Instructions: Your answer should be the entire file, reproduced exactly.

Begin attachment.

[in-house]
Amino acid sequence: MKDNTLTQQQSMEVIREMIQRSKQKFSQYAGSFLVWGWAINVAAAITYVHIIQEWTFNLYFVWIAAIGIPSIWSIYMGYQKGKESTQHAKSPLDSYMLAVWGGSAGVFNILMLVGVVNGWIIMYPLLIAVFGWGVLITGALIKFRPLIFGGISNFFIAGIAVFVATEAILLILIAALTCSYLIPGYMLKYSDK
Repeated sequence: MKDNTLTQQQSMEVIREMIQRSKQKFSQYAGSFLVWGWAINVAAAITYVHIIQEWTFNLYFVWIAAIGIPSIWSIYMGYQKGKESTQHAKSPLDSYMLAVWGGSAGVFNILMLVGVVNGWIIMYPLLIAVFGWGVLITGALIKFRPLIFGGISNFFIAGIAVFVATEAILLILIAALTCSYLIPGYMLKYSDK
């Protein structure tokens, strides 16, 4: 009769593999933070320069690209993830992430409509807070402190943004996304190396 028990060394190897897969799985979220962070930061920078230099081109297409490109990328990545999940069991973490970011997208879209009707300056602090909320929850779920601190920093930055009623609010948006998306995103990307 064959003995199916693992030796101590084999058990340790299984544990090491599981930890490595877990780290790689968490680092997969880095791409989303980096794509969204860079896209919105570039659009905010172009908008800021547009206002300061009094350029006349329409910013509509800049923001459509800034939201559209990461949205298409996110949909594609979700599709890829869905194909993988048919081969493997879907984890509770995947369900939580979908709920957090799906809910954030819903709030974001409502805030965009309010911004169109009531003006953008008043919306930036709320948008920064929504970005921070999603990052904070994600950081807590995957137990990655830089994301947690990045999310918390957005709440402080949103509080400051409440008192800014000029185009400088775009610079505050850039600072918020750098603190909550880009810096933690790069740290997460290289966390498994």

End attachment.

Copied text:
[in-house]
Amino acid sequence: MKDNTLTQQQSMEVIREMIQRSKQKFSQYAGSFLVWGWAINVAAAITYVHIIQEWTFNLYFVWIAAIGIPSIWSIYMGYQKGKESTQHAKSPLDSYMLAVWGGSAGVFNILMLVGVVNGWIIMYPLLIAVFGWGVLITGALIKFRPLIFGGISNFFIAGIAVFVATEAILLILIAALTCSYLIPGYMLKYSDK
Repeated sequence: MKDNTLTQQQSMEVIREMIQRSKQKFSQYAGSFLVWGWAINVAAAITYVHIIQEWTFNLYFVWIAAIGIPSIWSIYMGYQKGKESTQHAKSPLDSYMLAVWGGSAGVFNILMLVGVVNGWIIMYPLLIAVFGWGVLITGALIKFRPLIFGGISNFFIAGIAVFVATEAILLILIAALTCSYLIPGYMLKYSDK
């Protein structure tokens, strides 16, 4: 009769593999933070320069690209993830992430409509807070402190943004996304190396 028990060394190897897969799985979220962070930061920078230099081109297409490109990328990545999940069991973490970011997208879209009707300056602090909320929850779920601190920093930055009623609010948006998306995103990307 064959003995199916693992030796101590084999058990340790299984544990090491599981930890490595877990780290790689968490680092997969880095791409989303980096794509969204860079896209919105570039659009905010172009908008800021547009206002300061009094350029006349329409910013509509800049923001459509800034939201559209990461949205298409996110949909594609979700599709890829869905194909993988048919081969493997879907984890509770995947369900939580979908709920957090799906809910954030819903709030974001409502805030965009309010911004169109009531003006953008008043919306930036709320948008920064929504970005921070999603990052904070994600950081807590995957137990990655830089994301947690990045999310918390957005709440402080949103509080400051409440008192800014000029185009400088775009610079505050850039600072918020750098603190909550880009810096933690790069740290997460290289966390498994």